School of Mechanical, Electrical and Manufacturing Engineering


31 Jan 2023

Doctoral researcher wins prize for solutions to energy harvesting for a more sustainable and environmentally friendly future

Male student sitting in a lab, looking directly at the camera, wearing a lab coat. Testing equipment can be seen on the worktop.

Mechanical, Electrical and Manufacturing PhD student, Sayed Masabi was awarded a third-place prize for the Best Paper Award in the Europe, Middle East and Africa category at The International Conference on Micro and Nanotechnology for Power Generation and Energy Conversion Applications.

The conference is in its 21st year and took place in Salt Lake City, UTAH between 12-5 December 2022. The primary focus of the event is to showcase innovation in micro and nanotechnology in support of power generation, conversion and storage applications, considering micro/nanosystem-enabled energy-efficient applications.

Sayed’s paper titled, "A Multi-Stable Rotational Energy Harvester using a Rolling Sphere and Magnetic Coupling for Ultra-Low Frequency Motions" presented a novel broadband rotational energy harvester for extracting electrical energy from ultra-low frequency motions present in human motion and wind turbine tower vibrations. Upon delivering his final presentation, Sayed defined the importance, novelty, operating principles and experimental achievements of his proposed energy harvester design.

The research is focused on developing broadband energy harvesting solutions to enable power autonomy in wireless sensing systems. He explains, “By establishing these solutions for self-powered sensing, it can have a tremendous impact on the fast-growing applications of the Internet of Things. Currently, tens of billions of objects are connected by the IoT via sensing systems. Providing power autonomy to these sensors by replacing batteries with energy harvesters provides a renewable and sustainable solution.”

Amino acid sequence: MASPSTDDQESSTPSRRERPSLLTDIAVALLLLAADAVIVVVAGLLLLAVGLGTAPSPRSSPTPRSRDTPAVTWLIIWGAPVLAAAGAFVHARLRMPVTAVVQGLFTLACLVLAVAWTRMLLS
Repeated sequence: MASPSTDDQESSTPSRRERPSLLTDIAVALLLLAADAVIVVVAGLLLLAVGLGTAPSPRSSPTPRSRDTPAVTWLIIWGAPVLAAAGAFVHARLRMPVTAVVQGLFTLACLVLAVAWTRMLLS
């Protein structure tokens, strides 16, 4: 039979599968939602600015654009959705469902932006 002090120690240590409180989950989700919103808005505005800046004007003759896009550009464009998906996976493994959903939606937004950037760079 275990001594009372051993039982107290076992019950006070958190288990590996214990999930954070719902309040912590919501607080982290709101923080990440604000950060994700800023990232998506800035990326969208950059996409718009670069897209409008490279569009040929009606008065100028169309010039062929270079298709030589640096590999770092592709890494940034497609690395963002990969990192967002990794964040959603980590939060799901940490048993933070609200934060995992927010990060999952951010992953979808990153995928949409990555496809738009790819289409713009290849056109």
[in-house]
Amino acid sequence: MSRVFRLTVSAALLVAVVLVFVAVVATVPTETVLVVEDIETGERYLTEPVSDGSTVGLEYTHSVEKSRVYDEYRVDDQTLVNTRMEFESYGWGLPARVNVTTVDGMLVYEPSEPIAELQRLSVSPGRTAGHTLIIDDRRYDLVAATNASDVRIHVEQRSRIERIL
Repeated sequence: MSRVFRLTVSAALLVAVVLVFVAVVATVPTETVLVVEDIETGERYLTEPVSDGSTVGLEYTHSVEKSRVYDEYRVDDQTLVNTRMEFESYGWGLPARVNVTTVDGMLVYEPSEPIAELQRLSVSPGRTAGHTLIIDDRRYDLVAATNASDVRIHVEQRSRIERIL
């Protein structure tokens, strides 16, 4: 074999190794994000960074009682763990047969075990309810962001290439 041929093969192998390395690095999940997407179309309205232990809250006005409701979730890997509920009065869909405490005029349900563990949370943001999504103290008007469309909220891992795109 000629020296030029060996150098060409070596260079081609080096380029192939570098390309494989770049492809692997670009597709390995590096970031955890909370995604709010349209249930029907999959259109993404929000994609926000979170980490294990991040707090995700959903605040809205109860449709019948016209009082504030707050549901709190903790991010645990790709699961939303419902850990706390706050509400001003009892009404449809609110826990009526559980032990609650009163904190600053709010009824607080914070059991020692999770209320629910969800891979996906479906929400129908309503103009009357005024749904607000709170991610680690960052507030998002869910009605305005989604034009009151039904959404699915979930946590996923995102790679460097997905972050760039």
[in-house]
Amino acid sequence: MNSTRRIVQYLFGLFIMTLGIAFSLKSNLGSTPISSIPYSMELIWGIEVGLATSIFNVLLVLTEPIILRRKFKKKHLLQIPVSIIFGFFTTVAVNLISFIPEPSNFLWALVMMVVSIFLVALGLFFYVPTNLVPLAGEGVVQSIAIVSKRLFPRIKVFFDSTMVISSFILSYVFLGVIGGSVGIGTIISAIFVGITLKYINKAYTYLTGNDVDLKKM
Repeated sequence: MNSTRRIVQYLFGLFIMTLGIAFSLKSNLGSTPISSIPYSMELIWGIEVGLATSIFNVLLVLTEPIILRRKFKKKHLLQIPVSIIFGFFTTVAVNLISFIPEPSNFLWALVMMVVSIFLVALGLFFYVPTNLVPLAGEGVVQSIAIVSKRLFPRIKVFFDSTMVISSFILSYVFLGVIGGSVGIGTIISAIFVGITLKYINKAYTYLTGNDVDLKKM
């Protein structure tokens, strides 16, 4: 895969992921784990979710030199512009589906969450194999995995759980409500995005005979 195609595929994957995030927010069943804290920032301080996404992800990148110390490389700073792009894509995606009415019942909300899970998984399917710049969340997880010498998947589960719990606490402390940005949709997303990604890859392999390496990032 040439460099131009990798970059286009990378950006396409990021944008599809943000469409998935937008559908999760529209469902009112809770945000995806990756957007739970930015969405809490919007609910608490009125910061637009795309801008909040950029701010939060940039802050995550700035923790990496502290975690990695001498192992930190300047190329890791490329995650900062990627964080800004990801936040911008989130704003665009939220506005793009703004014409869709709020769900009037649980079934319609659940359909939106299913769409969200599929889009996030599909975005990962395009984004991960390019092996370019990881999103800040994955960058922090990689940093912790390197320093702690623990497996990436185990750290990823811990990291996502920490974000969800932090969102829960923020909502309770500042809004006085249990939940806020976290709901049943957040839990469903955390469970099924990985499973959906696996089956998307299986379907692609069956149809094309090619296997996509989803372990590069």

“My background is in electrical engineering, and I have always been passionate about renewable energy and evolving technologies. The energy harvesting sector is important to me as it allows me to work in a field I am passionate about whilst continuing to address the challenges of sustainability in this area” Sayed explained.

Sayed attended the conference with his supervisor Dr Hailing Fu, lecturer in Electromechanical Systems in the Dynamics Research Group. He added “I feel honoured to have received the award. As researchers, we spend long hours in labs with the aim of developing solutions to the real-world challenges we are facing. It’s extremely rewarding to be recognised as a result of the hard work.”

Athena Swan Bronze award

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The Wolfson School of Mechanical, Electrical and Manufacturing Engineering
Loughborough University
LE11 3TU